The maths is so complex that even a fast computer takes about 20 seconds to plot the reaction of all the components after the key is struck.

    I am very lucky in that my partner is a world expert in his field and a pioneer of dot matrix print heads. He applied his mind to the physics of bumping when it blew up. It was a real eye opener and taught me a great deal. Perhaps the most important thing I learnt was not to assume anything. Everything to do with physics can be expressed mathematically. You dont need to see anything. You can calculate with great accuracy how any object will react. Using ones imagination does not work; what is going on is far too complicated to visualise without having real data to interpret.

    Our software can reverse engineer ‘solutions’ and test effectiveness, which is the main reason we compiled it.

    We spent about 6 intensive months examining the physics and to date we havent made a penny, however knowledge is profit in itself. We got right up the nose of some so called engineers; they were very intimidated indeed. There has never been a need for locksmiths or lock manufacturers to have expertise in higher mechanics and maths. I dont have it either but Im real pleased my partner has !


  34. Barry says:

    John: Well … thanks for clarifying ๐Ÿ˜‰

    What would it take to show me what you showed the other parties? ๐Ÿ˜‰

  35. John says:

    I dont have a problem as such showing what happens because that doesnt really disclose the why. What the software does is allow the user to vary a comprehensive set of variables. These include basic cylinder geometry, mass of upper and lower pins, pin length and material, bump key dimensions and materials, input force, spring pre-load and spring rate, magnetic coupling, damping and several others. The results are displayed as lines on a graph, accurate to 3 decimal places. There are no graphics or animation, just fundamentals. The software is DOS based and is basically a collection of extremely complicated mathematical formulae.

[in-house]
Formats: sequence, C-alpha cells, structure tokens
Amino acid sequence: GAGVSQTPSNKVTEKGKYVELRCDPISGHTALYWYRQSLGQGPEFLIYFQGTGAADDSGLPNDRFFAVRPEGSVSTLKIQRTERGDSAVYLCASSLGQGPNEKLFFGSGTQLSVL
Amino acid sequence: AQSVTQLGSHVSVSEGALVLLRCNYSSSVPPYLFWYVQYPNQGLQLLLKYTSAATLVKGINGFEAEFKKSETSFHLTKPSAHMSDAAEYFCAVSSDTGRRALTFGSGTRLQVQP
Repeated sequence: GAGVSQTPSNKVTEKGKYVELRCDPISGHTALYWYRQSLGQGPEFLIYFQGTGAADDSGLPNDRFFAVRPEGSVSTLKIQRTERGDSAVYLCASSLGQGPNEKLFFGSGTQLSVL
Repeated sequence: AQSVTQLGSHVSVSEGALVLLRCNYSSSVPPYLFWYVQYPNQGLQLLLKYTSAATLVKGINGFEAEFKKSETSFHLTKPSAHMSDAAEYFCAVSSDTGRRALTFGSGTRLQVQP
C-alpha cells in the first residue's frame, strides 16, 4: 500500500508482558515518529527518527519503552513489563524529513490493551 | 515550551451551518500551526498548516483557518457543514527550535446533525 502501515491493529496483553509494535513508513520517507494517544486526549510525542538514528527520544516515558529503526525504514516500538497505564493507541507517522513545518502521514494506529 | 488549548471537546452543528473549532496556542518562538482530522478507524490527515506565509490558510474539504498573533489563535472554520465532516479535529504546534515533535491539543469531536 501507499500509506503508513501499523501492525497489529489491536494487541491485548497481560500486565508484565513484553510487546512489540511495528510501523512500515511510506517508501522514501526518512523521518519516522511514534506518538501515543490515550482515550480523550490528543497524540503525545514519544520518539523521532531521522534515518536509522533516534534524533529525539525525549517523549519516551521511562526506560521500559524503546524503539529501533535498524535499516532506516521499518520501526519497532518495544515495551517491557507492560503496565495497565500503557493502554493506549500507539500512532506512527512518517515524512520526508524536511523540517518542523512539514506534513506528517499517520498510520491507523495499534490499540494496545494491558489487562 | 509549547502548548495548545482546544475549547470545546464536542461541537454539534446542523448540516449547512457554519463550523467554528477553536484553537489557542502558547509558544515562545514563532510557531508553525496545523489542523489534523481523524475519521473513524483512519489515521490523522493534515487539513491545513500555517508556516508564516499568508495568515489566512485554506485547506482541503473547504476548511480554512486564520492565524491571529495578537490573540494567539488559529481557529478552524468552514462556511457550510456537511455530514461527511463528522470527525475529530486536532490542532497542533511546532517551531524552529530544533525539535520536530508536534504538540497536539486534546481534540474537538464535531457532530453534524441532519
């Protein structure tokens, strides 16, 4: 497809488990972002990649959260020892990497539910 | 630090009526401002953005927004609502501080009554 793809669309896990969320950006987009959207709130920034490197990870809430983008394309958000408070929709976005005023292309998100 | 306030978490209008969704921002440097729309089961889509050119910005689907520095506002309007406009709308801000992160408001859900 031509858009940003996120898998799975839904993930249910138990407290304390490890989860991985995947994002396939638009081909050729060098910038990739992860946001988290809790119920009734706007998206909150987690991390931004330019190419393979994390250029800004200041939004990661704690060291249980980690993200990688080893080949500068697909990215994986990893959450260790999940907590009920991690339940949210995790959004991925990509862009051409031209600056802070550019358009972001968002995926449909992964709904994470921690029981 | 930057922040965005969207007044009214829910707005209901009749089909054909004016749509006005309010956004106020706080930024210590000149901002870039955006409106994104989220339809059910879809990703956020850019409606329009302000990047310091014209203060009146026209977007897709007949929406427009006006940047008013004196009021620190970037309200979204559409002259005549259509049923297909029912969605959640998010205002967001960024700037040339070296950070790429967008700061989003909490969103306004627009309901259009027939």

The results are NOT predictive or intuitive. Newtons Cradle has very little to do with bumping. Skill also has very little to do with it, especially timing when torque is applied.

    I can state a few facts: The force applied during bumping is overwhelming. The bump key tips do NOT need to go anywhere the lower pins. Tollerances have a great impact, ESPECIALLY front to back play between the plug and shell.

    I can state what does not work: Changing spring rates, adding or removing pin mass, adding dampers including grease and the rubbish called Pick Buster.

    There are things that can be done that will increase resistance only and if you understand exactly what is going on these can be defeated quite easily.

    A very good analogy is throwing 5 poker dice. if you are real lucky you will get 5 aces first time. If you get say two ( and you dont know if you have) then thowing the remaining dice might result in another Ace and so on until the lock is bumped. However you also dont know where any of the pins actually are at any one time between bumps. It could be that you have a combination of drivers and differs blocking the shearline. Since you cannot tell you cannot use skill to affect the almost totally random nature of the results of impact.

    No matter how a pin tumbler lock is designed there will always be at least one pin set left blocking the shearline if you dont get 5 aces first impact. The counter measures put in place to increase resistance will tend to become ‘last man standing’ ( assuming the measure has some merit). When you get to that stage you can apply skill based on knowledge to get around the measure. In a way some measures actually help bumping because they are the last man standing. If they were not present you wouldnt have a clue what you were up against and chance/odds would come into play again.


  36. John says:

    – I forgot to mention that gravity is irrelevant but what the cylinder is mounted in is IE holding in your hand is NOT the same as being mounted in a lock case.


  37. mh says:

    John, it’s interesting to hear that you applied scientific methods to this, sad to hear you didn’t make a penny.